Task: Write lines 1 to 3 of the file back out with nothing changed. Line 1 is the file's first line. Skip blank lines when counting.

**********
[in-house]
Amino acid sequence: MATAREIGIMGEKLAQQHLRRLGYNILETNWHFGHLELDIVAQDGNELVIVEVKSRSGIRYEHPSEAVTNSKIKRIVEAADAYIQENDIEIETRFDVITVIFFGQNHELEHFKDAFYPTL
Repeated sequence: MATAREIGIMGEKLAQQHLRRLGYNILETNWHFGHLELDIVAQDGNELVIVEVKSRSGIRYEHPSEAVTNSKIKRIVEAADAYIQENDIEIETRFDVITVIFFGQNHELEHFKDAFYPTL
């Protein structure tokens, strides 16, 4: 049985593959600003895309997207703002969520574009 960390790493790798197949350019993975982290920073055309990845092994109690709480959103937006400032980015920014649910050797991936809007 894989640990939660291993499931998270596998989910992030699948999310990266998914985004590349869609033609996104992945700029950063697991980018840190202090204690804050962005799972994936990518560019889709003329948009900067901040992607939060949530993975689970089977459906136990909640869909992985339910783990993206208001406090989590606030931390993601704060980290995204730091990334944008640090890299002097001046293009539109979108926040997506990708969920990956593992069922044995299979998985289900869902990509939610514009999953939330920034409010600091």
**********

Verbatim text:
[in-house]
Amino acid sequence: MATAREIGIMGEKLAQQHLRRLGYNILETNWHFGHLELDIVAQDGNELVIVEVKSRSGIRYEHPSEAVTNSKIKRIVEAADAYIQENDIEIETRFDVITVIFFGQNHELEHFKDAFYPTL
Repeated sequence: MATAREIGIMGEKLAQQHLRRLGYNILETNWHFGHLELDIVAQDGNELVIVEVKSRSGIRYEHPSEAVTNSKIKRIVEAADAYIQENDIEIETRFDVITVIFFGQNHELEHFKDAFYPTL